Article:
Roman Kochanov, assistant professor of the faculty of Physics, and professor Vladimir Tuterev, research advisor of TSU QUAMER laboratory together with scientists of CNRS (Centre National de la Recherche Scientifique) France made a breakthrough in understanding quantum transmutation mechanics of light and heavy oxygen isotopes in a process of ozone molecule composition under high energies.
For more than 20 years physicists from all over the world have been trying to find the explanation for the experimental changes distinguishing from theoretical models of ozone molecule composition. The results of a new research help to make better predictions for processes of ozone formation that, depending on a height of atmospheric layers, can either protect the Earth’s biosphere or make ecological problems.
The article with research results was published in The Journal Physical Chemistry Letters (IF=9.5). CNRS added this publication to the list of valuable scientific achievements.
- For the first time we could explain the reaction speeds of isotopic exchange in accordance with temperature. - comments one of the authors, Roman Kochanov. ‘The exchange reactions of oxygen isotopes 16O and 18O mean a lot in ozone formation but all theoretical approaches varied from experiments by temperature or magnitude. This result has a fundamental meaning in understanding the process of heavy isotope enrichment of ozone in stratosphere.
The result of the experiment is based on accurate quantal calculation of molecule dynamics when atoms pass through metastable resonant states of ozone with its following dissolution. The problem was solved due to the new potential energy surface created by Russian authors using original researches of molecular electronic structure.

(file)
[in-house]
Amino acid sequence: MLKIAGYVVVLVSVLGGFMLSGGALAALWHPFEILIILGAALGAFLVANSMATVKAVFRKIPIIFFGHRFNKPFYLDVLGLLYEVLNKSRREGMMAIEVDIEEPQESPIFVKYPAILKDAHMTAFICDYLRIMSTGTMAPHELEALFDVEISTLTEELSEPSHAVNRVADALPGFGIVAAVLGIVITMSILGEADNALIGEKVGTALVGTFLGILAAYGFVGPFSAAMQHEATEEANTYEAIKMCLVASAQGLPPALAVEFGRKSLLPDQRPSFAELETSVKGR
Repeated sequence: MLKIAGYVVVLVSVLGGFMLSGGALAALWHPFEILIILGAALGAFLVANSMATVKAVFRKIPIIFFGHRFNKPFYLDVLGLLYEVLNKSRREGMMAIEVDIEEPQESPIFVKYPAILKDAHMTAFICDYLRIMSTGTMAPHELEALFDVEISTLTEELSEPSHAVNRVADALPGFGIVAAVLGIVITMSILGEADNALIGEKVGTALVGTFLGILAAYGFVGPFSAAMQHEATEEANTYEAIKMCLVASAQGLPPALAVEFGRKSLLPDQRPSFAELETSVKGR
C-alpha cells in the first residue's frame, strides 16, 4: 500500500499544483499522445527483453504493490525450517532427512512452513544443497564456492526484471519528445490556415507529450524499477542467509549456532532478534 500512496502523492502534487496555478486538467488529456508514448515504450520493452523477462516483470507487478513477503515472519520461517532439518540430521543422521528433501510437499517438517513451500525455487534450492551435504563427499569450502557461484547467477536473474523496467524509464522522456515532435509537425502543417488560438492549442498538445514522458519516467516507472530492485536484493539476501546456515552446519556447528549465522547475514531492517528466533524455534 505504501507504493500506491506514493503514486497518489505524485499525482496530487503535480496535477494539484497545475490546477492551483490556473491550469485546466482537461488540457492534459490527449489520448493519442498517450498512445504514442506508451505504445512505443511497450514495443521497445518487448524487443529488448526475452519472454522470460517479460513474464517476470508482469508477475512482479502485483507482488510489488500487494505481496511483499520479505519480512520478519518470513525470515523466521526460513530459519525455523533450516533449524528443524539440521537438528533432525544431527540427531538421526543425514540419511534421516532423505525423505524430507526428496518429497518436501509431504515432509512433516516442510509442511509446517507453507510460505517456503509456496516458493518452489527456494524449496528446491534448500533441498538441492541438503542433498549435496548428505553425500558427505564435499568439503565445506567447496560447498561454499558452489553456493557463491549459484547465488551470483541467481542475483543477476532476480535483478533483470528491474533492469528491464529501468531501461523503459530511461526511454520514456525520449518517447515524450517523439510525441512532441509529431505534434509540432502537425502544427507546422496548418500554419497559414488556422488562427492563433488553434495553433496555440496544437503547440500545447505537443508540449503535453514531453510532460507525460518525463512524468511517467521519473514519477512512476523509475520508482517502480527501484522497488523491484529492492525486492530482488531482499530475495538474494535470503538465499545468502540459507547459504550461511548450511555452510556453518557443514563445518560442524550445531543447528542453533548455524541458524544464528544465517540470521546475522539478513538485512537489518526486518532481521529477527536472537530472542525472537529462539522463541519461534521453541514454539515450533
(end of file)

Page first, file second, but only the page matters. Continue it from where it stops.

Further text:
The potential energy surface of ozone previously thought being irregular (having a ‘reef structure’) on a trajectory of dissolution (dissociation) of a molecule. Recent calculations suggested the absence of a barrier. It helped to get better alignment for reaction speeds with experiment.
The measures of atmosphere ozone distribution and its long-term changes are critical for understanding the connection between ozone variability and climate changes. This gas absorbs infrared and microwave radiation intensively. Among potential greenhouse gases it takes the third place. The tropospheric ozone in some geographic areas was revealed to have higher radiation capability of greenhouse effect than carbon dioxide.
Ozone is an important part of Earth atmosphere and plays a huge role in atmospheric physics. Despite its low concentration it is important in processes affecting atmosphere chemical composition, air quality and climate. In troposphere – the closest atmosphere layer – ozone is a high-toxic component part of smog that ruins lung tissue and cardiovascular system. On the other hand, ozone is the only defense of Earth’s biodiversity and ecosystems from UV radiation in stratosphere.
Roman Kochanov, assistant professor of the faculty of Physics, now – visiting scientist at Center for Astrophysics, University of Harvard, USA.
Vladimir Tuterev, research advisor of TSU QUAMER laboratory, professor at University of Reims (France), head of program committee for international conference OZONE, project manager of CNRS project “Ozone dissociation: quantal and chemical calculations and laser spectrum analysis”.
Gregoire Guillon, assistant professor of Carnot interdisciplinary laboratory, University of Bourgogne, France.Pascal Honvault, professor of Carnot interdisciplinary laboratory, University of Bourgogne, France.